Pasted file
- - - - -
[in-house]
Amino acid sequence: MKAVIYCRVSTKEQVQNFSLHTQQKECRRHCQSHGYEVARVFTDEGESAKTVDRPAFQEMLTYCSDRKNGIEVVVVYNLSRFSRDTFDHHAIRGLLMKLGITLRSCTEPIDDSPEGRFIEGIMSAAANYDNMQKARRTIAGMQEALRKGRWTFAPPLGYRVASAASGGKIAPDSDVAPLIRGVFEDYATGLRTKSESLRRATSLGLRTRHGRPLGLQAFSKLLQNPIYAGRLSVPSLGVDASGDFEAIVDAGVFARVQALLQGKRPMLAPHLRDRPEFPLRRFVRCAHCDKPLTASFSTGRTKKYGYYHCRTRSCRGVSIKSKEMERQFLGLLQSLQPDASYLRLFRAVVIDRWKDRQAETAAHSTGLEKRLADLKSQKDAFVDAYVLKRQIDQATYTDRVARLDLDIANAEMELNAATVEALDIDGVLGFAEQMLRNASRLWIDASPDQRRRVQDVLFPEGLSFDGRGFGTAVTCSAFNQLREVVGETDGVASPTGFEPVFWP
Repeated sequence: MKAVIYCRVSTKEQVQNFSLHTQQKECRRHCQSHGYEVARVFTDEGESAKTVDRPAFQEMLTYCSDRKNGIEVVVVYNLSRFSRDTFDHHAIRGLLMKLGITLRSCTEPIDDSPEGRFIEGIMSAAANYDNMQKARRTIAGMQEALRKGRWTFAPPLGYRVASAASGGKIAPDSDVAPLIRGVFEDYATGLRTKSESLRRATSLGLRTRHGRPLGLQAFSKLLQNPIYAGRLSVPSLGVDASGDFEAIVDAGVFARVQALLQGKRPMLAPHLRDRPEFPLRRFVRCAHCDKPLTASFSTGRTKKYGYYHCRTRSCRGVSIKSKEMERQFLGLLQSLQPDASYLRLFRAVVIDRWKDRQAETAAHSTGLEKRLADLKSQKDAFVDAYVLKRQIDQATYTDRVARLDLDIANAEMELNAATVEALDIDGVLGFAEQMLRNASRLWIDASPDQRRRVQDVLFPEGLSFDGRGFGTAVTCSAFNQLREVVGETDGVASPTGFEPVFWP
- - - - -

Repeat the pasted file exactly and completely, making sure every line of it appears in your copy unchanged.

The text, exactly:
[in-house]
Amino acid sequence: MKAVIYCRVSTKEQVQNFSLHTQQKECRRHCQSHGYEVARVFTDEGESAKTVDRPAFQEMLTYCSDRKNGIEVVVVYNLSRFSRDTFDHHAIRGLLMKLGITLRSCTEPIDDSPEGRFIEGIMSAAANYDNMQKARRTIAGMQEALRKGRWTFAPPLGYRVASAASGGKIAPDSDVAPLIRGVFEDYATGLRTKSESLRRATSLGLRTRHGRPLGLQAFSKLLQNPIYAGRLSVPSLGVDASGDFEAIVDAGVFARVQALLQGKRPMLAPHLRDRPEFPLRRFVRCAHCDKPLTASFSTGRTKKYGYYHCRTRSCRGVSIKSKEMERQFLGLLQSLQPDASYLRLFRAVVIDRWKDRQAETAAHSTGLEKRLADLKSQKDAFVDAYVLKRQIDQATYTDRVARLDLDIANAEMELNAATVEALDIDGVLGFAEQMLRNASRLWIDASPDQRRRVQDVLFPEGLSFDGRGFGTAVTCSAFNQLREVVGETDGVASPTGFEPVFWP
Repeated sequence: MKAVIYCRVSTKEQVQNFSLHTQQKECRRHCQSHGYEVARVFTDEGESAKTVDRPAFQEMLTYCSDRKNGIEVVVVYNLSRFSRDTFDHHAIRGLLMKLGITLRSCTEPIDDSPEGRFIEGIMSAAANYDNMQKARRTIAGMQEALRKGRWTFAPPLGYRVASAASGGKIAPDSDVAPLIRGVFEDYATGLRTKSESLRRATSLGLRTRHGRPLGLQAFSKLLQNPIYAGRLSVPSLGVDASGDFEAIVDAGVFARVQALLQGKRPMLAPHLRDRPEFPLRRFVRCAHCDKPLTASFSTGRTKKYGYYHCRTRSCRGVSIKSKEMERQFLGLLQSLQPDASYLRLFRAVVIDRWKDRQAETAAHSTGLEKRLADLKSQKDAFVDAYVLKRQIDQATYTDRVARLDLDIANAEMELNAATVEALDIDGVLGFAEQMLRNASRLWIDASPDQRRRVQDVLFPEGLSFDGRGFGTAVTCSAFNQLREVVGETDGVASPTGFEPVFWP